Still in the Shadows - Part 1
Vermont may be far from the U.S. southern border but it has not escaped the divisive debate over immigration.
Our region is home to hundreds of migrant farm workers -- many of them here illegally -- that play a pivotal role to keeping these farms running. Channel 3 first introduced you to this population a decade ago. Not much has changed since, and with the threat of deportation ever present, many of them are Still in the Shadows.
It's business as usual on this Addison County dairy farm. Jose Antonio Chohuo and Manuel Cordovas-Hernandez spend their day in the barn and milking parlor. Jose has been on the job for five years. "When I got here I didn't know anything about the machines or milking, but I learned," he said.
And Manuel has been on the job for for five months. "Milking is my favorite," he said.
Both men left Mexico in hopes of providing a better life for their families back home. They took different paths to the Green Mountains. Jose says his brother-in-laws, who were already in the state, helped him get a six-month visa, which he has since overstayed. Manuel says he paid $10,000 to be smuggled into the country and brought to Vermont.
"And with the necessities one has, it makes you go through that danger. It's dangerous but...," Manuel says with a shrug.
The two undocumented workers say they came to work and send money back home. "That's why I decided to take that risk. Sometimes I think about it a lot and it hurts to leave the family,
Reporter Ike Bendavid: Do you miss home?
Manuel Cordovas-Hernandez: Yes.
Reporter Ike Bendavid: What do you miss most?
Manuel Cordovas-Hernandez: The family. It's what I miss the most, and the people you love. You sacrifice being with them to be here.
Like farm hands everywhere, their days are long and they work odd hours. Both men say they are paid and treated well, but they rarely leave the farm, staying in the shadows to avoid federal immigration authorities.
"You've got to take care of yourself more than anything, that you don't get in trouble. I only come here to work Manuel said.
"I'm too scared to leave because I know I'm not safe. And well, that's my life,"Jose said.
"They got to hide because if they go to the dentist or the grocery store, Border Patrol or ICE is going to pick them up," said Rob Hunt, the farm's owner.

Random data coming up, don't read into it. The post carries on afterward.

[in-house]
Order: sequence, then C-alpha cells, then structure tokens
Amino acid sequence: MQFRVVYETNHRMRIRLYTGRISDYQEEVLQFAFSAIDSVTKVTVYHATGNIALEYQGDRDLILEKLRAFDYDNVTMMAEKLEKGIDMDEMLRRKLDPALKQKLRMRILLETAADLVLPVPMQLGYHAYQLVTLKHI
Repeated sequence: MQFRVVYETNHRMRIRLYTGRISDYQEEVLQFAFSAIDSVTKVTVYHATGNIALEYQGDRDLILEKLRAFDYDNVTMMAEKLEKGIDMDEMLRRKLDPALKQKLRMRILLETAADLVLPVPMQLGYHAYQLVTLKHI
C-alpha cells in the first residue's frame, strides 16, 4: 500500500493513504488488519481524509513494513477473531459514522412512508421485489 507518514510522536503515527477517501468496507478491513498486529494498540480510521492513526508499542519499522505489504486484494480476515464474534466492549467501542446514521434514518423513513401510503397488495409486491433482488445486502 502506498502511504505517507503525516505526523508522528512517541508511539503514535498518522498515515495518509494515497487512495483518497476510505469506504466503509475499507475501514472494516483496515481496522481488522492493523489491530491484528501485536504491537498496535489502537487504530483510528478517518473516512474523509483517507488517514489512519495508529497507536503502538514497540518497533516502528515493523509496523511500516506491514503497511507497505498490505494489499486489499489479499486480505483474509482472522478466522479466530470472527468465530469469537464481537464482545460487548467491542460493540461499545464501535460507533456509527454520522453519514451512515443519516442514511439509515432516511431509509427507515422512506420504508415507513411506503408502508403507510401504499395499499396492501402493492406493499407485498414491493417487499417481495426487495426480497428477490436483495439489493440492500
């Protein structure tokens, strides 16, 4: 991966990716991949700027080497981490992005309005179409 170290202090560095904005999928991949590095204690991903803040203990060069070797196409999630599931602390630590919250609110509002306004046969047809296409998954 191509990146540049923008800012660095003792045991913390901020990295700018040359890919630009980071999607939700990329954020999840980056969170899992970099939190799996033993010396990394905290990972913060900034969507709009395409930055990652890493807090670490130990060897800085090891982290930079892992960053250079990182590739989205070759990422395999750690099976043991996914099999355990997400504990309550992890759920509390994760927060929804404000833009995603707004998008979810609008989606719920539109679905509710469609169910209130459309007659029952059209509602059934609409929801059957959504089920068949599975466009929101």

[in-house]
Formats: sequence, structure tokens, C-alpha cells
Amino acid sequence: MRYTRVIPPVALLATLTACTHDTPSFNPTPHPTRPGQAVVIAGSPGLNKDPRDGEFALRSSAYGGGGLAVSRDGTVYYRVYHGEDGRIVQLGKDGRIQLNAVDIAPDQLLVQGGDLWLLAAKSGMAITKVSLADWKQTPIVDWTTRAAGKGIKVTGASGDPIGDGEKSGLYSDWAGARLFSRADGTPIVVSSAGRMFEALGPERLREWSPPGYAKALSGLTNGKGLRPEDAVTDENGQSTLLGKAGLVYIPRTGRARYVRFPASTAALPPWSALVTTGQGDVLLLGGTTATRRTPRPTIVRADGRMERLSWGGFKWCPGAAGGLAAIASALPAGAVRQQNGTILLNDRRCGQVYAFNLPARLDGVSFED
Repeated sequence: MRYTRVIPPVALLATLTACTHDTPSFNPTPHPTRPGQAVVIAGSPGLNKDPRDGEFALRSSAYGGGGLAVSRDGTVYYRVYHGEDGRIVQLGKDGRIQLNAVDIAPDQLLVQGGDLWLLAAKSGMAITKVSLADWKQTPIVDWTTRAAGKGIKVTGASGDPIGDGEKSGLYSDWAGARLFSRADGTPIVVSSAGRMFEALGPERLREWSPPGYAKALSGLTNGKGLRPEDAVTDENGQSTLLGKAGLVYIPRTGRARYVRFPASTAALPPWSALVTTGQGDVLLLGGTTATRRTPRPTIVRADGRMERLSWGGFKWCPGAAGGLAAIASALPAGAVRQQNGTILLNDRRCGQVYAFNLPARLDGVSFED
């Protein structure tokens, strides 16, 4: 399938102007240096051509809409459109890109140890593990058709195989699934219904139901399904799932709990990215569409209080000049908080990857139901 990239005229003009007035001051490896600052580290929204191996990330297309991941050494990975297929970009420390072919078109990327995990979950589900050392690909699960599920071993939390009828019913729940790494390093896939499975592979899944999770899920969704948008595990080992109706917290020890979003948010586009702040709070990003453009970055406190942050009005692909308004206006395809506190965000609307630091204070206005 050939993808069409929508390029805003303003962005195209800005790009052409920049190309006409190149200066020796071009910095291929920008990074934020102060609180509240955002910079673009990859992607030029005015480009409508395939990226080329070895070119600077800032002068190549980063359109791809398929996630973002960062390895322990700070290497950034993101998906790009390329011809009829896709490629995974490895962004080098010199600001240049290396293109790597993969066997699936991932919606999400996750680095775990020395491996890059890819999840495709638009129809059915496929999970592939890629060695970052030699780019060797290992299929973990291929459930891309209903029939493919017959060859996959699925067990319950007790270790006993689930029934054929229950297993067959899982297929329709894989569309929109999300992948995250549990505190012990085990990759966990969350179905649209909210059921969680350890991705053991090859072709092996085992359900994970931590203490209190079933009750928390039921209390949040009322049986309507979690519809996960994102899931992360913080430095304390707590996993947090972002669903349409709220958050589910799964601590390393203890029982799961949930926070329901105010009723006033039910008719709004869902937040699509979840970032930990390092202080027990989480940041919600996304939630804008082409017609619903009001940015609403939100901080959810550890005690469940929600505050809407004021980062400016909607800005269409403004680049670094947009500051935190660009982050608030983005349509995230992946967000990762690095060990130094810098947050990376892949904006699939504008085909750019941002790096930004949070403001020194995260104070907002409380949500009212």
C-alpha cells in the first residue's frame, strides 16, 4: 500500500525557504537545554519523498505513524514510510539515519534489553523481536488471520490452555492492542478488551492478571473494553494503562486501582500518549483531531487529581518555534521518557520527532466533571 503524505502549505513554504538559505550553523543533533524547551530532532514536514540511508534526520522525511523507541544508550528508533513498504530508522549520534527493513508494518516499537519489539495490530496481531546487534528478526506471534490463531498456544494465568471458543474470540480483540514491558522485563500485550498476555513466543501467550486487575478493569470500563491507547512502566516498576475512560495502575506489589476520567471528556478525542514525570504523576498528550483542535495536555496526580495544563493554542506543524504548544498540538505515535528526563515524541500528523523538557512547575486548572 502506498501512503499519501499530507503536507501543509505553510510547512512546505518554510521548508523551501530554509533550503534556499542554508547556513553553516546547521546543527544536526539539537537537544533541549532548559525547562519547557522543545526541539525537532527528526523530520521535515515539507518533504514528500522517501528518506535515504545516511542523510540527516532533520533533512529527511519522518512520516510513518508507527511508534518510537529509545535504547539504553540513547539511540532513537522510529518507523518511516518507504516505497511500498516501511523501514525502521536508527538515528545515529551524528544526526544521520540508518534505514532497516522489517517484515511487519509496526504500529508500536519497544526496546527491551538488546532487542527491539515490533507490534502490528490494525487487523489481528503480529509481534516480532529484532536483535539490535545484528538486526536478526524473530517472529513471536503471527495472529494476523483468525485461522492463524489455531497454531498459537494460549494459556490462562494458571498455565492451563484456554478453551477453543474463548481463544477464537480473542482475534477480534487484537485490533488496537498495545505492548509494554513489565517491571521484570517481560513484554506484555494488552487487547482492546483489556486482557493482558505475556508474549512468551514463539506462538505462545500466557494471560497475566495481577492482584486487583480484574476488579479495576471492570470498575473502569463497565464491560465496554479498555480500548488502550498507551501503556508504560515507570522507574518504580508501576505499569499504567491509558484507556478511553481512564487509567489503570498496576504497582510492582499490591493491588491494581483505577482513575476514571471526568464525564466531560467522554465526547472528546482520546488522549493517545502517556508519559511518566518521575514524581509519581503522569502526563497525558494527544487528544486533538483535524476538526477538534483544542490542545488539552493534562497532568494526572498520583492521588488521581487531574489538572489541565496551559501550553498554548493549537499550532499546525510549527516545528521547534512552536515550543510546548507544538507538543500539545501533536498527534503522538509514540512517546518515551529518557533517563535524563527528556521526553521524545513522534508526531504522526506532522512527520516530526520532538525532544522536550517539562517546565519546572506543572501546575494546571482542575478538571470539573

Hunt supplies the men with a place to say, gives them some food and takes them grocery shopping. "I want to make sure they are happy. Happy people are a lot more productive," he said.
And with no American workers answering the call for work, Hunt says his farm would fail if he didn't have migrants helping milk his 160 cows. "Without those guys there is no way there is no way I could do it," he said.
And his stance hasn't changed much since he spoke to Channel 3 over 10 years ago. "I didn't hire them because I didn't want Vermonters. I would hire a Vermonter if they'd apply," Hunt told us back then.
Today, Hunt says the same issues still apply. "In the last 10 years we have not had an American come and ask for a full-time job here," he said.
Hunt doesn't feel he is taking the easy way out by using migrant labor. He says it's harder because there are cultural and language challenges he faces every day. "They are not cheaper. They are not at all cheaper. They are willing to do the work," he said.
And the state isn't hiding from the fact that this is happening. "It's clear that the migrant work force plays a critical role in agriculture in the state of Vermont," said Vt. Secretary of Agriculture Anson Tebbetts.
He says he sees migrant workers when he visits Vermont farms of all sizes. He feels that farmers treat their workers fair and pay them a respectful wage."Without the help from migrant labor the chores will not get done," Tebbetts said.
Back in Addison County, Jose and Manuel admitted to us that they are undocumented, but their employer says he was given paper work. "My guys, as a far as I am concerned, have always been legal," Hunt said. "You can't ask people based on their race whether they are legal citizens if they are providing the required documents."
Documented or not, Jose and Manuel say they don't want to stay in the United States forever. They want to go back home to live a better life. "No. No. I'd stay here to work but not to stay here to live forever. In my opinion, no, Jose said.
"It's difficult. It's impossible. But no, because my goal is to return to Mexico," Manuel said.
Both Manuel and Jose agreed to talk on camera without fear. They represent a number of the undocumented farm workers in Vermont that eventually want to go back home. We also talked with one migrant who was caught by federal agents and is now seeking asylum so he can stay here. We'll have his story and hear from federal authorities caught in the middle of the immigration debate Tuesday on the Channel 3 News at 6.